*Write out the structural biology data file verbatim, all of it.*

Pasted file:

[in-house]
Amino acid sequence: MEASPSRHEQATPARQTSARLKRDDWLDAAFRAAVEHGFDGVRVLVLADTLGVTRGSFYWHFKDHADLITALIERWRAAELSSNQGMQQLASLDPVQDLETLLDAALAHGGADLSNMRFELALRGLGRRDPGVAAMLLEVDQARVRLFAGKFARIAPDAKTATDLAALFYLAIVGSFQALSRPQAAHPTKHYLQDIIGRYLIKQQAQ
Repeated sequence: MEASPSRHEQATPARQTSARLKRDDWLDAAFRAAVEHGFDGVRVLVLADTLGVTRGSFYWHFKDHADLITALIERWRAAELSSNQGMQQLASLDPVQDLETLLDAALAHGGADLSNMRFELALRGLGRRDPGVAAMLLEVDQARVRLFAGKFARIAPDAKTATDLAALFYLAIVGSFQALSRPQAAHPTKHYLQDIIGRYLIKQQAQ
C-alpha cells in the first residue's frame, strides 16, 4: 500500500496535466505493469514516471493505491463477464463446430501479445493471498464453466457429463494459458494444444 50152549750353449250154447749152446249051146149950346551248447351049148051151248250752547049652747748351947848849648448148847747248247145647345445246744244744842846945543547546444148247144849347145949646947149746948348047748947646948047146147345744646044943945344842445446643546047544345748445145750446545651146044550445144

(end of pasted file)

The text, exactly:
[in-house]
Amino acid sequence: MEASPSRHEQATPARQTSARLKRDDWLDAAFRAAVEHGFDGVRVLVLADTLGVTRGSFYWHFKDHADLITALIERWRAAELSSNQGMQQLASLDPVQDLETLLDAALAHGGADLSNMRFELALRGLGRRDPGVAAMLLEVDQARVRLFAGKFARIAPDAKTATDLAALFYLAIVGSFQALSRPQAAHPTKHYLQDIIGRYLIKQQAQ
Repeated sequence: MEASPSRHEQATPARQTSARLKRDDWLDAAFRAAVEHGFDGVRVLVLADTLGVTRGSFYWHFKDHADLITALIERWRAAELSSNQGMQQLASLDPVQDLETLLDAALAHGGADLSNMRFELALRGLGRRDPGVAAMLLEVDQARVRLFAGKFARIAPDAKTATDLAALFYLAIVGSFQALSRPQAAHPTKHYLQDIIGRYLIKQQAQ
C-alpha cells in the first residue's frame, strides 16, 4: 500500500496535466505493469514516471493505491463477464463446430501479445493471498464453466457429463494459458494444444 50152549750353449250154447749152446249051146149950346551248447351049148051151248250752547049652747748351947848849648448148847747248247145647345445246744244744842846945543547546444148247144849347145949646947149746948348047748947646948047146147345744646044943945344842445446643546047544345748445145750446545651146044550445144